How the Way You Poop Influences Your Health

April 7th 2016

Taylor Bell

Yes, there is a correct way to poop, and you're probably doing it all wrong.

Since the creation of the modern toilet, people have been accustomed to sitting when they go to the bathroom. But it turns out that this more civilized way of answering nature's call is not necessarily the best thing for your body. Instead, experts insist squatting is a much more effective and easy way to poop. 

Here's the straight poop. 

Essentially, your rectum works like a big on-and-off switch. When you're in the sitting position, the puborectalis muscle — the muscle responsible for controlling your bowels — only partially relaxes. However, when you squat, this "off switch" opens all the way, which allows for an easy passage of stools.  

rectum muscle chart

Sitting in an upright position forms a bend in the rectum that essentially creates one big hurdle for your poop. This "hurdle" causes you to push harder and strain your body in order to get your poop to pass.

Squatting typically decreases the amount of effort you use to push out your poop.

There are actually scientists who study poop posture. 

Israeli doctor Dov Sikirov is one of the leading medical advocates for copping a squat. He published a study in the Digestive Diseases and Sciences that discovered those who pooped in a squatting position had a more enjoyable experience and took less time to move their bowels than those who didn't. 

Sikirov found that when squatting, his participants averaged 51 seconds to move their bowels, versus 130 seconds when sitting on a high toilet

One item helping humans have a better poop experience is the Squatty Potty. The Squatty Potty is a little stool to elevate your feet when you're on the toilet.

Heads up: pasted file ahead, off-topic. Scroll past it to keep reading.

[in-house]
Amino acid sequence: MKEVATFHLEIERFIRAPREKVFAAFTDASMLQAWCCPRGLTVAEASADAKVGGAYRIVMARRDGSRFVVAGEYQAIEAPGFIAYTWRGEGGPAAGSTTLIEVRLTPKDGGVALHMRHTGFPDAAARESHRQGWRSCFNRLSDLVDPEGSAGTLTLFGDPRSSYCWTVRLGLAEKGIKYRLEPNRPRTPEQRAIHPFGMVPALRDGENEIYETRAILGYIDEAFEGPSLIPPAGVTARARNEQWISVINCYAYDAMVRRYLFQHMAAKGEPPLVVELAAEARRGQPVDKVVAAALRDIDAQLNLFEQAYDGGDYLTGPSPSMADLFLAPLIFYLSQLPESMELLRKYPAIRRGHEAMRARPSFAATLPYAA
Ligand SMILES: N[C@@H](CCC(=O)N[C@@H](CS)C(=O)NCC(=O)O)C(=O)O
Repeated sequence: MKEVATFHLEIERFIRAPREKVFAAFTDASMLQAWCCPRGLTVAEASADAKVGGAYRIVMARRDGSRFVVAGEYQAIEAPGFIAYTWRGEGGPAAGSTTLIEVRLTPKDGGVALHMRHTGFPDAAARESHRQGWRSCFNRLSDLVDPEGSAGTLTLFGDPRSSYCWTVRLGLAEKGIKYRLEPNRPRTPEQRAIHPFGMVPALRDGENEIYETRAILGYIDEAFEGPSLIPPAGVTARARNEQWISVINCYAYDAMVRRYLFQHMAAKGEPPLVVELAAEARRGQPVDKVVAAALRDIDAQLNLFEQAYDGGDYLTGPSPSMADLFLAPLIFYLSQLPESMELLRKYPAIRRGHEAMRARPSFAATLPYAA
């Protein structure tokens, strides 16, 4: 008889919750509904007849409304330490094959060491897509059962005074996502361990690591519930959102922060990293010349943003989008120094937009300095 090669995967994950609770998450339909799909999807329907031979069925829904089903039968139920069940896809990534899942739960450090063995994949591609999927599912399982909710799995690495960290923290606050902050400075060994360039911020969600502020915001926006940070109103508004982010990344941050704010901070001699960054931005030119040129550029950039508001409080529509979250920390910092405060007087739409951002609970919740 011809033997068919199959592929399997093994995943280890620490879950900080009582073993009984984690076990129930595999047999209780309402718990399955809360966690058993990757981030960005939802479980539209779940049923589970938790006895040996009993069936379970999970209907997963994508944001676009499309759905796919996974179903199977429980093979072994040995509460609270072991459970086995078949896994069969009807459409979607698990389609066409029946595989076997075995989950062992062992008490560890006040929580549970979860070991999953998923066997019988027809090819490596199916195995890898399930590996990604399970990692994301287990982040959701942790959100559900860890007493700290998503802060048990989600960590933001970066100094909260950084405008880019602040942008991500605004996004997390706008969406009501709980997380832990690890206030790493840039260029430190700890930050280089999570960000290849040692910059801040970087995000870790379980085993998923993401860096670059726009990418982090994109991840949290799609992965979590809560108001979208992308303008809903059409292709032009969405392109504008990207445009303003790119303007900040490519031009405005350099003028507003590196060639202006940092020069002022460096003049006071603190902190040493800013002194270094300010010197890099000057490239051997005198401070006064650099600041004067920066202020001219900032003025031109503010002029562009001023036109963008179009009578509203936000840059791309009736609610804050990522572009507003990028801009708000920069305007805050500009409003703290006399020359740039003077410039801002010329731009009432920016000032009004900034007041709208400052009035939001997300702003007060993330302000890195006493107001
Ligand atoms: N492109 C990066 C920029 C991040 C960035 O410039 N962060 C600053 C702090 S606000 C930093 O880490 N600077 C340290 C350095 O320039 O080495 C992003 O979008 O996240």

"By opening the colon, pooping in the natural squat position makes elimination faster, more complete, and reduces straining," creator of Squatty Potty Robert Edwards told Men's Health. "Squatting feels better. The excellent feeling that comes from a complete elimination is ubiquitous. Everyone likes a good poo, and with the Squatty Potty, you are rarely denied a full complete elimination." 

Squatting can eliminate excessive straining on the bowels, which can often lead to hemorrhoids. Neuroscientist Daniel Lametti pointed this out in a piece he wrote for Slate.

"Straining increases the pressure in your abdomen, causing the veins that line your anus to swell. In hemorrhoid patients, those veins stay swollen and sometimes bleed. In theory, squatting might stave off hemorrhoids by making defecation easier, reducing the need to strain and decreasing abdominal pressure."

In addition, SELF magazine found that certain research proves that squatting can relieve hemorrhoids symptoms. 

Squatting won't solve everything. 

While many experts seem to agree that squatting provides a more pleasurable pooping experience, it's not necessarily the cure-all that it's been made out to be. 

For example, a Squatty Potty advertisement points to reduced risked of colon cancer as one of the many benefits of using the product: 

Eliminating completely and often helps maintain good colon health. Many studies point to fecal buildup in the colon as a cause of diseases including colon cancer. And when there is buildup in the colon, our bodies can’t absorb all the nutrients from the food we eat, leaving us without the energy we could enjoy if our colons were healthy.

However, according to research referenced by SELF, that simply isn't the case. The 2012 study conducted by the Middle East Journal of Digestive Diseases, "our study did not support an appreciable role for using sitting toilets as risk factors for CRC."

So, squat away if it suits you, but don't expect it to solve all your problems.